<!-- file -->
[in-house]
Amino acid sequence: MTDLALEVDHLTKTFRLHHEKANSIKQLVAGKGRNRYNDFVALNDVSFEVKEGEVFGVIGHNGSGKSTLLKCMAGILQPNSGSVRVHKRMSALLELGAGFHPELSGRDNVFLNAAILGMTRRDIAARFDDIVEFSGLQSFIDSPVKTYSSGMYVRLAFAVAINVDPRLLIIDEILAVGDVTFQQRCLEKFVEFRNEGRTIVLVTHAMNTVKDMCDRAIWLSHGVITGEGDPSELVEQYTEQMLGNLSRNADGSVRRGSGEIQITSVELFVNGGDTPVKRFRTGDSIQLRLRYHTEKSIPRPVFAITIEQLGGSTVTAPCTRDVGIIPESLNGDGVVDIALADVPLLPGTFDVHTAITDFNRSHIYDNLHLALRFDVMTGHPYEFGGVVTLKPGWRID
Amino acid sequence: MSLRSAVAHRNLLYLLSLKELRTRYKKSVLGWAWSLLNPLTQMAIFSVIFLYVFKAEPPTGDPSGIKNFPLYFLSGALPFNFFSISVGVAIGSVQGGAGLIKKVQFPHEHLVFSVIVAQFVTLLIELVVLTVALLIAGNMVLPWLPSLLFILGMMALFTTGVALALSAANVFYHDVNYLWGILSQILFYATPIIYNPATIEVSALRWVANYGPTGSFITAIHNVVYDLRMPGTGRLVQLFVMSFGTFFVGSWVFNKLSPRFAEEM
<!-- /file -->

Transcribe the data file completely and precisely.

[in-house]
Amino acid sequence: MTDLALEVDHLTKTFRLHHEKANSIKQLVAGKGRNRYNDFVALNDVSFEVKEGEVFGVIGHNGSGKSTLLKCMAGILQPNSGSVRVHKRMSALLELGAGFHPELSGRDNVFLNAAILGMTRRDIAARFDDIVEFSGLQSFIDSPVKTYSSGMYVRLAFAVAINVDPRLLIIDEILAVGDVTFQQRCLEKFVEFRNEGRTIVLVTHAMNTVKDMCDRAIWLSHGVITGEGDPSELVEQYTEQMLGNLSRNADGSVRRGSGEIQITSVELFVNGGDTPVKRFRTGDSIQLRLRYHTEKSIPRPVFAITIEQLGGSTVTAPCTRDVGIIPESLNGDGVVDIALADVPLLPGTFDVHTAITDFNRSHIYDNLHLALRFDVMTGHPYEFGGVVTLKPGWRID
Amino acid sequence: MSLRSAVAHRNLLYLLSLKELRTRYKKSVLGWAWSLLNPLTQMAIFSVIFLYVFKAEPPTGDPSGIKNFPLYFLSGALPFNFFSISVGVAIGSVQGGAGLIKKVQFPHEHLVFSVIVAQFVTLLIELVVLTVALLIAGNMVLPWLPSLLFILGMMALFTTGVALALSAANVFYHDVNYLWGILSQILFYATPIIYNPATIEVSALRWVANYGPTGSFITAIHNVVYDLRMPGTGRLVQLFVMSFGTFFVGSWVFNKLSPRFAEEM